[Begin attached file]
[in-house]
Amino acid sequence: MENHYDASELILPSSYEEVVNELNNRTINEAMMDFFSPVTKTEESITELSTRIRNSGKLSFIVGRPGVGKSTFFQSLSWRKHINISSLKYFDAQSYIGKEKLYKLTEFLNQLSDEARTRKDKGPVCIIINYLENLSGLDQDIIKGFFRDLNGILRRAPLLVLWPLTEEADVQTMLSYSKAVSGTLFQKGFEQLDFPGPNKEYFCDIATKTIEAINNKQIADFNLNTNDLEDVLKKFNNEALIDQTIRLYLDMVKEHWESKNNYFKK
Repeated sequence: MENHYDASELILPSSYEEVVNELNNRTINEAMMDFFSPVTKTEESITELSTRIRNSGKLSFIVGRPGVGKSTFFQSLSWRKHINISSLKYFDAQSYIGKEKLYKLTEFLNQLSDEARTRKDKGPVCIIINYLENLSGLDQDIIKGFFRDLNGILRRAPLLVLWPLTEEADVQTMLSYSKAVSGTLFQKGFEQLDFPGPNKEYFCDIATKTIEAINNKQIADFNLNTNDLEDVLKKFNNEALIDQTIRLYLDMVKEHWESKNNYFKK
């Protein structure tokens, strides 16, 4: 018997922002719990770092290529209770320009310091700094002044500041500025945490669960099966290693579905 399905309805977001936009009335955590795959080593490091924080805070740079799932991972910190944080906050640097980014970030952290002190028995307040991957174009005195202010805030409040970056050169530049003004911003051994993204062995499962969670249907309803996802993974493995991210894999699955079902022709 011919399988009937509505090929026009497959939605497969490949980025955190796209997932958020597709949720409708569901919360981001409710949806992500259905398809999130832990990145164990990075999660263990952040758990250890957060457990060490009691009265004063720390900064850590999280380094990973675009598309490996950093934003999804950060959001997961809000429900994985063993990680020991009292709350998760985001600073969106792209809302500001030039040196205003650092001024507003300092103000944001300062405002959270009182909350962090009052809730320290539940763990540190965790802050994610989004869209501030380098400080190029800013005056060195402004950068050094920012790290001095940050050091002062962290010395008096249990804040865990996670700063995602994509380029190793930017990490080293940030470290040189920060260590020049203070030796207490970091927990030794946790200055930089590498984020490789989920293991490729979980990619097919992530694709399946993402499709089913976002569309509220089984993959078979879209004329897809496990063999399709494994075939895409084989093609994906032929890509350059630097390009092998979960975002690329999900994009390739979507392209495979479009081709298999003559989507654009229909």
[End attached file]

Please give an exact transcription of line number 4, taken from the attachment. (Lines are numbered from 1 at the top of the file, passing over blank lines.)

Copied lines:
């Protein structure tokens, strides 16, 4: 018997922002719990770092290529209770320009310091700094002044500041500025945490669960099966290693579905 399905309805977001936009009335955590795959080593490091924080805070740079799932991972910190944080906050640097980014970030952290002190028995307040991957174009005195202010805030409040970056050169530049003004911003051994993204062995499962969670249907309803996802993974493995991210894999699955079902022709 011919399988009937509505090929026009497959939605497969490949980025955190796209997932958020597709949720409708569901919360981001409710949806992500259905398809999130832990990145164990990075999660263990952040758990250890957060457990060490009691009265004063720390900064850590999280380094990973675009598309490996950093934003999804950060959001997961809000429900994985063993990680020991009292709350998760985001600073969106792209809302500001030039040196205003650092001024507003300092103000944001300062405002959270009182909350962090009052809730320290539940763990540190965790802050994610989004869209501030380098400080190029800013005056060195402004950068050094920012790290001095940050050091002062962290010395008096249990804040865990996670700063995602994509380029190793930017990490080293940030470290040189920060260590020049203070030796207490970091927990030794946790200055930089590498984020490789989920293991490729979980990619097919992530694709399946993402499709089913976002569309509220089984993959078979879209004329897809496990063999399709494994075939895409084989093609994906032929890509350059630097390009092998979960975002690329999900994009390739979507392209495979479009081709298999003559989507654009229909």